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Yes rallies issue call to cut through Voice falsehoods

The campaign for an Indigenous Voice to Parliament is firing up around Australia, with calls to remain focused on the referendum question after controversial comments about colonisation.

Mass marches have taken place across the nation, with Indigenous leaders calling for those who support a constitutionally enshrined advisory body to cut through disinformation they say is being spread by the ‘no’ side.

Indigenous Australians Minister Linda Burney said the show of support had left her speechless.

“I am almost crying,” she told a Melbourne rally on Sunday.

“It’s truly overwhelming to look out over this crowd and see you, to know where your hearts are, to know where your spirit lives.”

Professor Maree Meredith told a Canberra rally that some people had more of an opportunity in society to have their voices heard and the referendum could help tip the scales by ensuring Indigenous voices were listened to.

“My people share their voices for eight years less than non-Indigenous Australians on average,” she said.

“It’s a chance to start to close the gap between life, education and opportunities of Indigenous and non-Indigenous Australians.”

She also said the conversation on Indigenous disadvantage – which both sides of the campaign have said they want closed – was a small victory in itself.

Ngunnawal elder Aunty Violet Sheridan said the referendum wasn’t about the past but about the future after the debate in the past week was overshadowed by controversial comments about colonisation.

“Our voices deserve to be heard in the decisions that shape our lives, the lives of our children, our grandchildren,” she told the Canberra rally.

“Let’s ensure that our stories, our land, our voices are respected and valued in building a brighter, more inclusive Australia.”

It came after Opposition Indigenous affairs spokeswoman Jacinta Nampijinpa Price stirred controversy by saying British colonisation had not had lasting negative impacts on Aboriginal people.

Prominent ‘no’ campaigner Warren Mundine said the nation needed to “recognise the good and bad” of colonisation and move forward to avoid being “stuck in history”.

“You cannot go on forever saying that colonisation … is going to stop us from doing things, is going to stop us from improving our lives and keep us in poverty,” Mr Mundine told the ABC’s Insiders program on Sunday.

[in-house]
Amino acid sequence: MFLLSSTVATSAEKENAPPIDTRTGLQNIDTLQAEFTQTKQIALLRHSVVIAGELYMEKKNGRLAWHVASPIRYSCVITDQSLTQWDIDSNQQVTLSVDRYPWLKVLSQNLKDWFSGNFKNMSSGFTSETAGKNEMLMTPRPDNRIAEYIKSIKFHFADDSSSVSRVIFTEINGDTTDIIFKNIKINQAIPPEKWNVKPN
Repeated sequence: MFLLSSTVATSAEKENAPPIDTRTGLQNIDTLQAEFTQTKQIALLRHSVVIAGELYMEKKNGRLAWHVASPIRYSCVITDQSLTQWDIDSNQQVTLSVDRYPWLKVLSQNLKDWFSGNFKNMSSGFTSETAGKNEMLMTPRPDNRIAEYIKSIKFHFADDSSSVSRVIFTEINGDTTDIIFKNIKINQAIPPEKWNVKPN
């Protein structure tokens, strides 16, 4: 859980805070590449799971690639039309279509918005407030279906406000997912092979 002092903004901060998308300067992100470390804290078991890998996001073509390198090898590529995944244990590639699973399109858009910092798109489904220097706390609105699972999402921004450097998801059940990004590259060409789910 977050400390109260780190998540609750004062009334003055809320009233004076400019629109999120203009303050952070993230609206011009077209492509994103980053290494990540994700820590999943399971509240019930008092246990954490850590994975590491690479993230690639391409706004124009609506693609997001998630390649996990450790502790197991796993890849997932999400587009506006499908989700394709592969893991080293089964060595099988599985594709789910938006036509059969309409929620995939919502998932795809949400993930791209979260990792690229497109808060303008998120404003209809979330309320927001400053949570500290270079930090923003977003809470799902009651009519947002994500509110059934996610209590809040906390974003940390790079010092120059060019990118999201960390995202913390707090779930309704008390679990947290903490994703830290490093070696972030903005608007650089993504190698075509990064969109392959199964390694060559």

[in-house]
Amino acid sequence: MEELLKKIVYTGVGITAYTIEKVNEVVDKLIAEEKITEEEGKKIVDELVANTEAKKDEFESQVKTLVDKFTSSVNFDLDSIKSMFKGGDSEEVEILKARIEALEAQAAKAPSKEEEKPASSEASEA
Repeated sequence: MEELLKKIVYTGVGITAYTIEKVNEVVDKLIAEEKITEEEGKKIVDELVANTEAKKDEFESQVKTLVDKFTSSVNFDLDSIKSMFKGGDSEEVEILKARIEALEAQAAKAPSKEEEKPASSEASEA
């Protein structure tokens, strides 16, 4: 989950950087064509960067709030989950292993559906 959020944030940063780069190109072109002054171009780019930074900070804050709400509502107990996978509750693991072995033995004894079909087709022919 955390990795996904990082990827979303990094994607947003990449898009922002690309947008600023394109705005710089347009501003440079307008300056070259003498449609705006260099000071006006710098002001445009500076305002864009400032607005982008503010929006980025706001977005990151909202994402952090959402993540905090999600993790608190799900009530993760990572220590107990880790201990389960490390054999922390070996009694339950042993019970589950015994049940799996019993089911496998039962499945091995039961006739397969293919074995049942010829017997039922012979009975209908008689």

He pointed to prominent Indigenous Australians such as himself and academic and activist Marcia Langton as examples that First Nations people were able to succeed.

Mr Mundine said the largest gap was not between black and white, but between cities and people living in remote and regional Australia.

“This is where the problems are, we have to stop treating Aboriginal people the same,” he said.

But Indigenous activist Joe Hedger said the impacts of colonisation were clear, pointing to the lasting impacts of the Stolen Generations.

“You only have to look at the circumstances of many of our communities, particularly where you have poor housing, you have poor services,” he told AAP.

“These things don’t just happen out of nothing, they’re an ongoing manifestation of things that have happened over 230 years ago.”

Mr Hedger said people in the Yes campaign should not mistake apathy from undecided voters as disdain for Indigenous people and “support them with truth”.

“Don’t confuse their hesitation for not caring – they deeply, deeply care about this vote and about the future of our nation,” he told a rally in Canberra on Sunday.

“Be kind, be gentle.”

Federal minister Bill Shorten said it was important the debate heads back to the basics and arguments are focused on the changes to the constitution before Australians.

“It’s far less dramatic and far less worrisome to the rest of Australia than some of the ‘no’ case are making out,” he told Sky News on Sunday.

Indigenous activist Noel Pearson said it was important Voice campaigns aren’t “distracted by these attempts to chuck controversy bombs into the water” by the ‘no’ side in order to distract from what the referendum was about.

Voters will head to the ballot box on October 14.

-AAP

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